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Precision Nanomedicine

The official journal of CLINAM

About the Journal: Precision Nanomedicine (PRNANO) is a peer-reviewed, not-for-profit, international society journal to promote all practical, rational, and progressive aspects of theory and practice of nanomedicine, from basic research through translational and clinical aspects including commercialization.

PRNANO provides an open access forum with reliable content and quick turnaround time.

We invite authors to submit both original, as well as replication studies. Discussions of negative results are also welcome if they move the field forward.  Papers are published continuously then organized into quarterly issues.

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PRNANO is digitally distributed by a scientists-owned non-profit publisher: Andover House Inc, 138 River Rd, Andover, Massachusetts, 01810, USA.

 ISSN: 2639-9431 (online)

Nanoparticle-Encapsulated Doxorubicin Demonstrates Superior Tumor Cell Kill in Triple Negative Breast Cancer Subtypes Intrinsically Resistant to Doxorubicin
- Krausz AE, Adler BL, Makdisi J, Schairer D, Rosen J, Landriscina A, Navati M, Alfieri A, Friedman JM, Nosanchuk JD, Rodriguez-Gabin A, Ye KQ, McDaid HM, Friedman AJ.
Liposomal formulation of polyacrylate-peptide conjugate as a new vaccine candidate against cervical cancer
- Khongkow M, Liu TY, Bartlett S, Hussein WM, Nevagi R, Jia ZF, Monteiro MJ, Wells J, Ruktanonchai UR, Skwarczynski M, Toth I.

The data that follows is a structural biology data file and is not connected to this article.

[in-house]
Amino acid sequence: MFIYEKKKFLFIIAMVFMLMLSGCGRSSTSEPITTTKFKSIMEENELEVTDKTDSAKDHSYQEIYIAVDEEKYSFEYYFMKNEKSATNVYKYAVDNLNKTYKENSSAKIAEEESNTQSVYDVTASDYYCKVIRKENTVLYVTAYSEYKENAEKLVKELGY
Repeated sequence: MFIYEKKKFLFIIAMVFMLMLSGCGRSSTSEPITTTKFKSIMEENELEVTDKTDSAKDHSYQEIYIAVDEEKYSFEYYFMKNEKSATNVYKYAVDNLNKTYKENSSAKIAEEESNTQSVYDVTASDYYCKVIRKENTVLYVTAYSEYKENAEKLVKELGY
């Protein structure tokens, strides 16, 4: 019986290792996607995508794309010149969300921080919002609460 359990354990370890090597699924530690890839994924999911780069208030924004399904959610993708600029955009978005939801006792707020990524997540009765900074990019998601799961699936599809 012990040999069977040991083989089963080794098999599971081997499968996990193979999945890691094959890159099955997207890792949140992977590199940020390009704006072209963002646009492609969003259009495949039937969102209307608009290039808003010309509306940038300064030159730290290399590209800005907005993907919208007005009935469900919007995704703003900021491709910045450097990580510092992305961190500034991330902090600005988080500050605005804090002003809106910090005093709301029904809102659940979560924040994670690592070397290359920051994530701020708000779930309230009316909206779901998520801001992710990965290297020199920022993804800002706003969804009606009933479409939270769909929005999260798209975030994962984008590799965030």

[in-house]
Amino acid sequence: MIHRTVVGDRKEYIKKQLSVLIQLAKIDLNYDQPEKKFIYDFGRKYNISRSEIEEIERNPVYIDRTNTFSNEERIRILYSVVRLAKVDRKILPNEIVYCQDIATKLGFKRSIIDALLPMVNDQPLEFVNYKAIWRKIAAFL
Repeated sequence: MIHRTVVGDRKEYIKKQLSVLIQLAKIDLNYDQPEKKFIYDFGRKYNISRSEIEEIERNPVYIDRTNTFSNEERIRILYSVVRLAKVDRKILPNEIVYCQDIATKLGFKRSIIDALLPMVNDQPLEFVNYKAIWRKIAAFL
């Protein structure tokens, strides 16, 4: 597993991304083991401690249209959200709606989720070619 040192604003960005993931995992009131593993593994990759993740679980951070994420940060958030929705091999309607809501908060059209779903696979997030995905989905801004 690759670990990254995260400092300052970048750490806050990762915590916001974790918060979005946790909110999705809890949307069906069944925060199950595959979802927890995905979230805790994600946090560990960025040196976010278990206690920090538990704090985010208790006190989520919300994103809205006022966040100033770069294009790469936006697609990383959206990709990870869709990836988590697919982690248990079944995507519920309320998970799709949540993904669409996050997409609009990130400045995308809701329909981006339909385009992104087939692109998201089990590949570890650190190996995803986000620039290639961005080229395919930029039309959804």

Specific Molecular Recognition as a Strategy to Delineate Tumor Margin Using Topically Applied Fluorescence Embedded Nanoparticles
- Barton S, Li B, Siuta M, Janve VA, Song J, Holt CM, Tomono T, Ukawa M, Kumagai H, Tobita E, Wilson K, Sakuma S, Pham W.
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Origins to Outcomes: A Role for Extracellular Vesicles in Precision Medicine

Review

Authors

  • Savage, John “John Savage” (Master in Molecular Medicine; LBCAM)
  • Maguire, Ciaran (Manus) “Ciaran Manus Maguire” (LBCAM; AMBER Centre)
  • Prina-Mello, Adriele “Adriele Prina-Mello, PhD” (LBCAM; AMBER Centre)[1]

Affiliations

  • Master in Molecular Medicine < School of Medicine < Trinity College Dublin – Dublin, Ireland
  • Laboratory for Biological Characterization of Advanced Materials (LBCAM) < Department of Clinical Medicine < Trinity Translational Medicine Institute < School of Medicine < Trinity College Dublin - Dublin, Ireland
  • AMBER Centre < CRANN Institute < Trinity College Dublin - Dublin, Ireland

Submitted: March 8, 2018; Accepted: April 19, 2018

License

CC-BY-NC-SA-4.0.

Abstract

Extracellular vesicles (EVs) are of great interest in biological research, and though they are a relatively recent discovery, they have rapidly shown great potential for use in clinical applications. The various techniques used in EV isolation along with their respective strengths, weaknesses, and potential for downstream applications are outlined here. A brief description of the different approaches in exosome characterisation are subsequently described. It has been high-lighted that despite the recent developments in these processes, there is still a great deal of refinement to be made.

EVs are produced by almost all cell types, found in many biological samples, and are implicated in multiple biological processes including cargo trafficking, cell-cell communication, and signal transduction. The presence of these EVs and their varied cargo in a biological sample can be indicative in disease diagnosis, and guide precision medicine-based approaches to disease management.